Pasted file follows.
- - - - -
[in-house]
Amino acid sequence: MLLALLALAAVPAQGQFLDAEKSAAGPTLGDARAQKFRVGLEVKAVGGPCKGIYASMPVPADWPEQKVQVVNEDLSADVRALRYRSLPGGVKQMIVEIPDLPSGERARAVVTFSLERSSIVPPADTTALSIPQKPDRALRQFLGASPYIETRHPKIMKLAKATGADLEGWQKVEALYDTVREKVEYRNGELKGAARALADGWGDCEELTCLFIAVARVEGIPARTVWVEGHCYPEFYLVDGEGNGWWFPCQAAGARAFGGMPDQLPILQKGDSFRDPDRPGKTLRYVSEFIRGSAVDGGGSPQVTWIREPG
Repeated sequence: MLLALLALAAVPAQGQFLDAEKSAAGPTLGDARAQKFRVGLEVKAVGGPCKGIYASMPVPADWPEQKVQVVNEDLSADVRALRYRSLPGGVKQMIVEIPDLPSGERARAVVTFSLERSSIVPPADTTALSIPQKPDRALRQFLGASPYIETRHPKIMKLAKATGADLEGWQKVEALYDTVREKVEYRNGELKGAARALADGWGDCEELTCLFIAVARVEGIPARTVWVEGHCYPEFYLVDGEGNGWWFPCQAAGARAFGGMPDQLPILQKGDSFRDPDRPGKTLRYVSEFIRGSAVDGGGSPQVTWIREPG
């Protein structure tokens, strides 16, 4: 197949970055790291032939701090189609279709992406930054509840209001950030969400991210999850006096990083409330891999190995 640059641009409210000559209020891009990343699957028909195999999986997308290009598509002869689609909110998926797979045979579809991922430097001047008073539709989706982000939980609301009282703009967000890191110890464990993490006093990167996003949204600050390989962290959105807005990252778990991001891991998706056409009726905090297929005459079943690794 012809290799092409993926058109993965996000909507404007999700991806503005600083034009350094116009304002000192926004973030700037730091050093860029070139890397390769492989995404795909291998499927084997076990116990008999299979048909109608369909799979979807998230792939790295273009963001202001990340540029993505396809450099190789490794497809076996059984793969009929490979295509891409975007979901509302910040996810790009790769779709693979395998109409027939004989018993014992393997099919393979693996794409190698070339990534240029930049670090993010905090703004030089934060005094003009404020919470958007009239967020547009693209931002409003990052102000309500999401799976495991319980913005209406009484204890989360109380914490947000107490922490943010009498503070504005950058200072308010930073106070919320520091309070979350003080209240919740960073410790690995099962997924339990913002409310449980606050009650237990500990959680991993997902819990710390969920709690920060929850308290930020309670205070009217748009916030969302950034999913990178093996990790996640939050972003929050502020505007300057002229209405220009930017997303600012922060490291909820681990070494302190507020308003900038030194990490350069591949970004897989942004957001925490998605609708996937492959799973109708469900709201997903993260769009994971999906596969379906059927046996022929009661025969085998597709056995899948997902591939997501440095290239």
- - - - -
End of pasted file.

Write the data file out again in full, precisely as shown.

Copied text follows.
[in-house]
Amino acid sequence: MLLALLALAAVPAQGQFLDAEKSAAGPTLGDARAQKFRVGLEVKAVGGPCKGIYASMPVPADWPEQKVQVVNEDLSADVRALRYRSLPGGVKQMIVEIPDLPSGERARAVVTFSLERSSIVPPADTTALSIPQKPDRALRQFLGASPYIETRHPKIMKLAKATGADLEGWQKVEALYDTVREKVEYRNGELKGAARALADGWGDCEELTCLFIAVARVEGIPARTVWVEGHCYPEFYLVDGEGNGWWFPCQAAGARAFGGMPDQLPILQKGDSFRDPDRPGKTLRYVSEFIRGSAVDGGGSPQVTWIREPG
Repeated sequence: MLLALLALAAVPAQGQFLDAEKSAAGPTLGDARAQKFRVGLEVKAVGGPCKGIYASMPVPADWPEQKVQVVNEDLSADVRALRYRSLPGGVKQMIVEIPDLPSGERARAVVTFSLERSSIVPPADTTALSIPQKPDRALRQFLGASPYIETRHPKIMKLAKATGADLEGWQKVEALYDTVREKVEYRNGELKGAARALADGWGDCEELTCLFIAVARVEGIPARTVWVEGHCYPEFYLVDGEGNGWWFPCQAAGARAFGGMPDQLPILQKGDSFRDPDRPGKTLRYVSEFIRGSAVDGGGSPQVTWIREPG
């Protein structure tokens, strides 16, 4: 197949970055790291032939701090189609279709992406930054509840209001950030969400991210999850006096990083409330891999190995 640059641009409210000559209020891009990343699957028909195999999986997308290009598509002869689609909110998926797979045979579809991922430097001047008073539709989706982000939980609301009282703009967000890191110890464990993490006093990167996003949204600050390989962290959105807005990252778990991001891991998706056409009726905090297929005459079943690794 012809290799092409993926058109993965996000909507404007999700991806503005600083034009350094116009304002000192926004973030700037730091050093860029070139890397390769492989995404795909291998499927084997076990116990008999299979048909109608369909799979979807998230792939790295273009963001202001990340540029993505396809450099190789490794497809076996059984793969009929490979295509891409975007979901509302910040996810790009790769779709693979395998109409027939004989018993014992393997099919393979693996794409190698070339990534240029930049670090993010905090703004030089934060005094003009404020919470958007009239967020547009693209931002409003990052102000309500999401799976495991319980913005209406009484204890989360109380914490947000107490922490943010009498503070504005950058200072308010930073106070919320520091309070979350003080209240919740960073410790690995099962997924339990913002409310449980606050009650237990500990959680991993997902819990710390969920709690920060929850308290930020309670205070009217748009916030969302950034999913990178093996990790996640939050972003929050502020505007300057002229209405220009930017997303600012922060490291909820681990070494302190507020308003900038030194990490350069591949970004897989942004957001925490998605609708996937492959799973109708469900709201997903993260769009994971999906596969379906059927046996022929009661025969085998597709056995899948997902591939997501440095290239």